South Scotland

Young mountain bike riders offered chance to hone emergency skills

Cycling aid Image copyright AFP

Two special emergency skills sessions are being offered to young mountain bike riders in the Borders.

They come after a 10-year-old boy's skull was saved by his helmet at Glentress earlier this summer.

Tweed Valley Mountain Rescue Team and First Aid Borders are offering the "informative and interactive" advice.

They said that would allow talented young riders to prepare better when they wanted to tackle more challenging terrain.

TVMRT's Neil Jackson said: "We are amazed at the talent and fitness of young riders in the Borders, and across Scotland.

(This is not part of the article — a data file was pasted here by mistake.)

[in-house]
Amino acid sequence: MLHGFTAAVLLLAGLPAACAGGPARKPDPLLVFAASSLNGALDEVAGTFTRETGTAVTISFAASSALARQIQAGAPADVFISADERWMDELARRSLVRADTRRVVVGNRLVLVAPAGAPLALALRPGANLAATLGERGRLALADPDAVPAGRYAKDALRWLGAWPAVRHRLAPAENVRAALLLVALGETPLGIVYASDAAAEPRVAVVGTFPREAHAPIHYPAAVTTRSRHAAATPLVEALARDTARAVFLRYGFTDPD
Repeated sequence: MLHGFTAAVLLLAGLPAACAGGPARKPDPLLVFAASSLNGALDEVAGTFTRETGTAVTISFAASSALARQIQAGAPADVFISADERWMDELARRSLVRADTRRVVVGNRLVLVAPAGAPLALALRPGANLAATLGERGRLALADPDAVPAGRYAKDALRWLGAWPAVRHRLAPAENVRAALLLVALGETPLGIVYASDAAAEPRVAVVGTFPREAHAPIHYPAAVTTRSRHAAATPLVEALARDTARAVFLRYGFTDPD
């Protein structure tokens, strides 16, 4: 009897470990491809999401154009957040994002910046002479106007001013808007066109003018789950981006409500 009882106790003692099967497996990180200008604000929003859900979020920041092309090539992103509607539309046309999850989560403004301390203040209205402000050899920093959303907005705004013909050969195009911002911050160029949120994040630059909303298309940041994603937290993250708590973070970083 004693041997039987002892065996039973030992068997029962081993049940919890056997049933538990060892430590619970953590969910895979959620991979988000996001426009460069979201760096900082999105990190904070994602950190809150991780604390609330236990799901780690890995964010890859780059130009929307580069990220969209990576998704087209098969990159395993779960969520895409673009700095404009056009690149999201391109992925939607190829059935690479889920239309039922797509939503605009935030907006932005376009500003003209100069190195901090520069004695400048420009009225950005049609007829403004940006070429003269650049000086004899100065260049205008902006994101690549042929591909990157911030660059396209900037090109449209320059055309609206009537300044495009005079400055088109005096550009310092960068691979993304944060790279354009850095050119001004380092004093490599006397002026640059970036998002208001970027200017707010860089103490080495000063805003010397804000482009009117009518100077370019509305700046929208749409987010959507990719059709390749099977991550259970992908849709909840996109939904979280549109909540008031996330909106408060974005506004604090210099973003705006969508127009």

"However we do feel that many young people just aren't aware of how to effectively prepare for their rides and how to manage themselves, and others in their group, in the case of an emergency.

"We don't feel it is the young person's fault or negligence but rather they just need to be involved in sessions that inform them of good practice."

He said the sessions at the Mountain Bike Centre of Scotland at Glentress near Innerleithen on 25 September and 2 October would help them deal with anything going wrong on a ride.

Graeme McLean, project manager of Developing Mountain Biking in Scotland, added: "We are delighted to be hosting these sessions as they tie in perfectly with the advice which we provide in our Do The Ride Thing guidance.

"We see the benefits of mountain biking on young people's physical and mental health and we want to do everything possible to ensure that such a positive activity for young people is as safe as possible."

Related Topics

More on this story

Related Internet links

The BBC is not responsible for the content of external Internet sites